Deep Brain Stimulation for Parkinson's Improves Motion and Mood, Reduces Medications

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Media Contact:Kim Menard | Kim.Menard@uphs.upenn.edu | 215-662-6183January 12, 2012

A new multi-center study, including neurologists and neurosurgeons from the Perelman School of Medicine at the University of Pennsylvania, reveals that Deep Brain Stimulation (DBS) – a treatment for Parkinson’s disease (PD) patients with medication-resistant muscle movement impairment or tremors – can improve those symptoms and reduce medications for patients implanted with the device. The study appears Online First in Lancet Neurology.

“The study answered some very important questions concerning cognition and mood with implantation alone, versus implantation with stimulation. We found that DBS surgery did not increase depressive symptoms, it actually led to an improvement in depression scores, and also led to improvements in motor ability and medication levels,” said Stacy Horn, DO, assistant professor of Clinical Neurology with Penn's Parkinson's Disease and Movement Disorders Center, who led the clinical trial at Penn Medicine and co-authored the paper.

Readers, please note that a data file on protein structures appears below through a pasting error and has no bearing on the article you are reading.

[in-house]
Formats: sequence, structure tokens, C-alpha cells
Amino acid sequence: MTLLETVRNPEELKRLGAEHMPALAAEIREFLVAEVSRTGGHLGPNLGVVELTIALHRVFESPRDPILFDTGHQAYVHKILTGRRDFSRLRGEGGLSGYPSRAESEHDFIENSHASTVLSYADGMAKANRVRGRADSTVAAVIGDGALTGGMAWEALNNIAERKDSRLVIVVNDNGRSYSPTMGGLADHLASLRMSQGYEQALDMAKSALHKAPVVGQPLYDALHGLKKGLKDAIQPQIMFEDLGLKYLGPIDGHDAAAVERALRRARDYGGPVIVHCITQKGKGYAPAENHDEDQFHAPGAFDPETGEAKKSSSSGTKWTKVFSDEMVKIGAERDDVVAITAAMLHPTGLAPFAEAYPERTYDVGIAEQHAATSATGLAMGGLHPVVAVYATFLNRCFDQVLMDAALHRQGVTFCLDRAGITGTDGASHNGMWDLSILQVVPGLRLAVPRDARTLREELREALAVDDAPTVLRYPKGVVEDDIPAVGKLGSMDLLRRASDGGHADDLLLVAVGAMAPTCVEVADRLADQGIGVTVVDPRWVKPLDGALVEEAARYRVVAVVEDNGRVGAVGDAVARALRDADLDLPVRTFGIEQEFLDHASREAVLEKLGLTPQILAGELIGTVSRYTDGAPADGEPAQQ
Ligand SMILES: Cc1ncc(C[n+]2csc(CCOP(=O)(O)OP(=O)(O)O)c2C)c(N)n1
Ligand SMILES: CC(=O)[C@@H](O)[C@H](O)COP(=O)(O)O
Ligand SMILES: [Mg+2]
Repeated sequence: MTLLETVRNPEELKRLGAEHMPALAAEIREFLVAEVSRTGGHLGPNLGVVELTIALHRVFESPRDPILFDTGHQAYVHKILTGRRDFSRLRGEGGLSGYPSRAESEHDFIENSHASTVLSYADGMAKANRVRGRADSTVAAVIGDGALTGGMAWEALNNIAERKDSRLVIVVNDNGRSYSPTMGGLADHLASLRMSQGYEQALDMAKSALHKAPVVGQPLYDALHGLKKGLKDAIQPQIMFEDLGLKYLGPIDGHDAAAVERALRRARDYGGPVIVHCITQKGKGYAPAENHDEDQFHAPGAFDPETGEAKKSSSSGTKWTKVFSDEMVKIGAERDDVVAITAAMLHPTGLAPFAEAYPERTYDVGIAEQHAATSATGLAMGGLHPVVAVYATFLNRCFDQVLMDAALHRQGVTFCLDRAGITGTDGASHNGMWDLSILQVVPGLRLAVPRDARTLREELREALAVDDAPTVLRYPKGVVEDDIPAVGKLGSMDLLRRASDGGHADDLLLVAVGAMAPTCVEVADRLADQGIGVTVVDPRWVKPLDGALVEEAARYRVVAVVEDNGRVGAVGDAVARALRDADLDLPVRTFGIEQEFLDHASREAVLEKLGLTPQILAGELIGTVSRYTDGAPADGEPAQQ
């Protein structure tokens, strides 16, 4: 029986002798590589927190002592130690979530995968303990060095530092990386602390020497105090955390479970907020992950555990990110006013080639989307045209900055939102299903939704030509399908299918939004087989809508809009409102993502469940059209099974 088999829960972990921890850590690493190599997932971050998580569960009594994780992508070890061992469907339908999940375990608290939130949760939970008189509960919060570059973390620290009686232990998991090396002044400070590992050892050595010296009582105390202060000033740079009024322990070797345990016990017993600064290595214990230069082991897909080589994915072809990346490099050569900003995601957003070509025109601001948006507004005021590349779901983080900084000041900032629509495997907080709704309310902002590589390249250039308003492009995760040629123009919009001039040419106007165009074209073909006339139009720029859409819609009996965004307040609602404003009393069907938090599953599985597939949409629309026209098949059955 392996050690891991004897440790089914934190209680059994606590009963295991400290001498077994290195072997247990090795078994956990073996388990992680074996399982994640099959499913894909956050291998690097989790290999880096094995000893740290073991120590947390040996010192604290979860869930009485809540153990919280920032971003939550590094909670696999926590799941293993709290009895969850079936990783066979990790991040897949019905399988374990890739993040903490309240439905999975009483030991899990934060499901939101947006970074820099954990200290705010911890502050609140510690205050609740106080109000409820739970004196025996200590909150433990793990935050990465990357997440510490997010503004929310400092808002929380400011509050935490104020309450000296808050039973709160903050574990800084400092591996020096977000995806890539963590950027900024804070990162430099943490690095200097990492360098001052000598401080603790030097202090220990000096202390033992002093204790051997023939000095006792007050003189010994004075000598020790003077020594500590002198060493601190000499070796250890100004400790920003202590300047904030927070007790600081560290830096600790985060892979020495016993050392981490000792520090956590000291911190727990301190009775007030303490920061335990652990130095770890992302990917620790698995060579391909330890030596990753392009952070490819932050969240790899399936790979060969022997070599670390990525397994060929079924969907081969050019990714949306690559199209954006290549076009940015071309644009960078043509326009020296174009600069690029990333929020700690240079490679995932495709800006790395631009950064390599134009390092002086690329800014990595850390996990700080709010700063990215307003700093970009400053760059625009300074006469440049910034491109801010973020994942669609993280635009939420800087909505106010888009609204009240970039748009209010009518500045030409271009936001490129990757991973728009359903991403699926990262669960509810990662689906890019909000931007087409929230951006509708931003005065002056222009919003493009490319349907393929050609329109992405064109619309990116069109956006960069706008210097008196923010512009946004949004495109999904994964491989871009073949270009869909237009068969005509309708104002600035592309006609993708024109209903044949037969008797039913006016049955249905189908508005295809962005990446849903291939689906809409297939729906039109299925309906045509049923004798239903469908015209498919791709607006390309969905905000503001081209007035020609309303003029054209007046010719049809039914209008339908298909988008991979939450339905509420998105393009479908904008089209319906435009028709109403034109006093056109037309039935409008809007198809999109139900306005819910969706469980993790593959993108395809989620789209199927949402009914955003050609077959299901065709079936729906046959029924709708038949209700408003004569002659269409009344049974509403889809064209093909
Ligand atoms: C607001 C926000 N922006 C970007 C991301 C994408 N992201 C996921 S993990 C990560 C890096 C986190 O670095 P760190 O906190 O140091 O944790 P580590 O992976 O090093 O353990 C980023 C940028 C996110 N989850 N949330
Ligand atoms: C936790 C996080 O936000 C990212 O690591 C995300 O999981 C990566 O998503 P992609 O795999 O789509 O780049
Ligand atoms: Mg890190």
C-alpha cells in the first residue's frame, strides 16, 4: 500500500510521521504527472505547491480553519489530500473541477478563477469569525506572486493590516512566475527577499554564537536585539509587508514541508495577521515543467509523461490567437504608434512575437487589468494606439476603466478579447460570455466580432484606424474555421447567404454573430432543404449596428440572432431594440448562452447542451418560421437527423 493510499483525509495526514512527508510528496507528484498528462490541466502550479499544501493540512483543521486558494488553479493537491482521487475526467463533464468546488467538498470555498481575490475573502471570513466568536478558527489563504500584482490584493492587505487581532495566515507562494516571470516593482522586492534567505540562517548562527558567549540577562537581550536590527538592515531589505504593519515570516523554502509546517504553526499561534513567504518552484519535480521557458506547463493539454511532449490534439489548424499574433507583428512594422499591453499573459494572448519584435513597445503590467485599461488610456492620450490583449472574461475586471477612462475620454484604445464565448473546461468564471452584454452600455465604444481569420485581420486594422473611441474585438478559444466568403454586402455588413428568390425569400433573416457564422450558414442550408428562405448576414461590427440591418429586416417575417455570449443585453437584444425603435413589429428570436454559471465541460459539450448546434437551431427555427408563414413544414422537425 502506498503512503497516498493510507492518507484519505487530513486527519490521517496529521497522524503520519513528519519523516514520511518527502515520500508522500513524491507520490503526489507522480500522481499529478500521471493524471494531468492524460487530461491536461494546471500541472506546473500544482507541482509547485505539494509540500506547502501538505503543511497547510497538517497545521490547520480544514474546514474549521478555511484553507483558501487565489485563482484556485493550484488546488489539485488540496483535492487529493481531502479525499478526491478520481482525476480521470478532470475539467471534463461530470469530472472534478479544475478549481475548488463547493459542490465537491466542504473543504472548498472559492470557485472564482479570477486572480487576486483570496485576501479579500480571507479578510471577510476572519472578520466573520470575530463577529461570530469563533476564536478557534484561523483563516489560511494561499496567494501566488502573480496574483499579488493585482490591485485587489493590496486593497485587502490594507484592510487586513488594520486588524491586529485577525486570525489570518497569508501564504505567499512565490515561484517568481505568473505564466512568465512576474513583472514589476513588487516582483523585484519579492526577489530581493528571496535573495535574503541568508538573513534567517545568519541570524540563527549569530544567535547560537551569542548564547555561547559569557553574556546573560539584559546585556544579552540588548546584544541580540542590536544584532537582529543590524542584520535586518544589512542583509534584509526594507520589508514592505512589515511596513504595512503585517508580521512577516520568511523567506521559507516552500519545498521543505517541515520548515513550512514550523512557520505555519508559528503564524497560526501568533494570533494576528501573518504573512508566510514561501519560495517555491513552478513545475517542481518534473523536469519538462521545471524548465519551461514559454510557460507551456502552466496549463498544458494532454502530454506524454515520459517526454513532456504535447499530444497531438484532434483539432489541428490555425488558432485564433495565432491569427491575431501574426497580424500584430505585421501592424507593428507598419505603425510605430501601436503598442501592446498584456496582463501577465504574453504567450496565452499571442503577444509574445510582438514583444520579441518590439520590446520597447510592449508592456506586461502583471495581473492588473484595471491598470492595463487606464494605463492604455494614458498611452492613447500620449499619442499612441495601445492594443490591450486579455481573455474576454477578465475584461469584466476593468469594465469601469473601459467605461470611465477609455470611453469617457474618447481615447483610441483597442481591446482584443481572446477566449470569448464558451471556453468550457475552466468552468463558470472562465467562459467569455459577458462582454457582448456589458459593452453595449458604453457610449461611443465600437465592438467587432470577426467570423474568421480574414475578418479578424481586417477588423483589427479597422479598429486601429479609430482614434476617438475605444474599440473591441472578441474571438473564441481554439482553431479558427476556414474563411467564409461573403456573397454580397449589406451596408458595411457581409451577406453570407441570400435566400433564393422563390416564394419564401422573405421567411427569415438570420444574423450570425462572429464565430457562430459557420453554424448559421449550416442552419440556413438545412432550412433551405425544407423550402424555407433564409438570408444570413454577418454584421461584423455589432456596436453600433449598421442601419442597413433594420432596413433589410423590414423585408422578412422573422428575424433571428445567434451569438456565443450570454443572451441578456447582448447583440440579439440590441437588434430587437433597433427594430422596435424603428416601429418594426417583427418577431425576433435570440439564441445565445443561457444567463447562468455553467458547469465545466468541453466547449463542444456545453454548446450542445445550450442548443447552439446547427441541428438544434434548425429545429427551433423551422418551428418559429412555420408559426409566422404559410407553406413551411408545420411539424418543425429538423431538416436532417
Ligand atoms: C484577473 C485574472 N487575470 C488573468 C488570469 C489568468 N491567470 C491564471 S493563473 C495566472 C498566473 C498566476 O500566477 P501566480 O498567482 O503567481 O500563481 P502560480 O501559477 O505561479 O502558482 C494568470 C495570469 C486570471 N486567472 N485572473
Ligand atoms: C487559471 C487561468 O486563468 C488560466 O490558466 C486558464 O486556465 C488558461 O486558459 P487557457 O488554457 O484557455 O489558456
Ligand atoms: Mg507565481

Gordon H. Baltuch, MD, PhD, a professor of Neurosurgery in the Perelman School of Medicine at the University of Pennsylvania and study co-author, noted that “the group also dropped the infection rate to 4 percent from previously published 10 percent, which shows that, as a field, we are collectively improving the safety of this procedure and working in a collaborative fashion.”

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